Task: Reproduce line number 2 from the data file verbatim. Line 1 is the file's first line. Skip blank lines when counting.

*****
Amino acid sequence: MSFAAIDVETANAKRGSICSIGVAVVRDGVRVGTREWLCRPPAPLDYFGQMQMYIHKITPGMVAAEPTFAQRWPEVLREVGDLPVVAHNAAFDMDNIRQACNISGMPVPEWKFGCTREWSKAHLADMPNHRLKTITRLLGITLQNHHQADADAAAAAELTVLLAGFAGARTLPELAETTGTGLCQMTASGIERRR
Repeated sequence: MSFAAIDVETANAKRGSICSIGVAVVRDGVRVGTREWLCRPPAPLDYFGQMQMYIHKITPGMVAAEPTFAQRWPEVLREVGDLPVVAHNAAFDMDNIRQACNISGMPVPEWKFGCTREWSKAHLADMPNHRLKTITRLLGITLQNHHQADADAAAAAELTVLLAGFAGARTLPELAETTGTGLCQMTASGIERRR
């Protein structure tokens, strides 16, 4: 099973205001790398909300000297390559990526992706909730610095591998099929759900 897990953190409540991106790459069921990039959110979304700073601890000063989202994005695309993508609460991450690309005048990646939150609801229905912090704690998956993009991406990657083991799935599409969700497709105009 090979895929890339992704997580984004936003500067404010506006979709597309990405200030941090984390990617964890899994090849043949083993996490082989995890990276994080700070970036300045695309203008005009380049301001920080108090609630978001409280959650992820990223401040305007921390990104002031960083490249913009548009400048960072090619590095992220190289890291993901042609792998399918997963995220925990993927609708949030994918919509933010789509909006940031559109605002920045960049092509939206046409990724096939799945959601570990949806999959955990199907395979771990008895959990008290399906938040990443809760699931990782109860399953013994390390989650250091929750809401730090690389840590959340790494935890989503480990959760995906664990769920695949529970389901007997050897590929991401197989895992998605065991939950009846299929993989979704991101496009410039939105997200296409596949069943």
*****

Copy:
Repeated sequence: MSFAAIDVETANAKRGSICSIGVAVVRDGVRVGTREWLCRPPAPLDYFGQMQMYIHKITPGMVAAEPTFAQRWPEVLREVGDLPVVAHNAAFDMDNIRQACNISGMPVPEWKFGCTREWSKAHLADMPNHRLKTITRLLGITLQNHHQADADAAAAAELTVLLAGFAGARTLPELAETTGTGLCQMTASGIERRR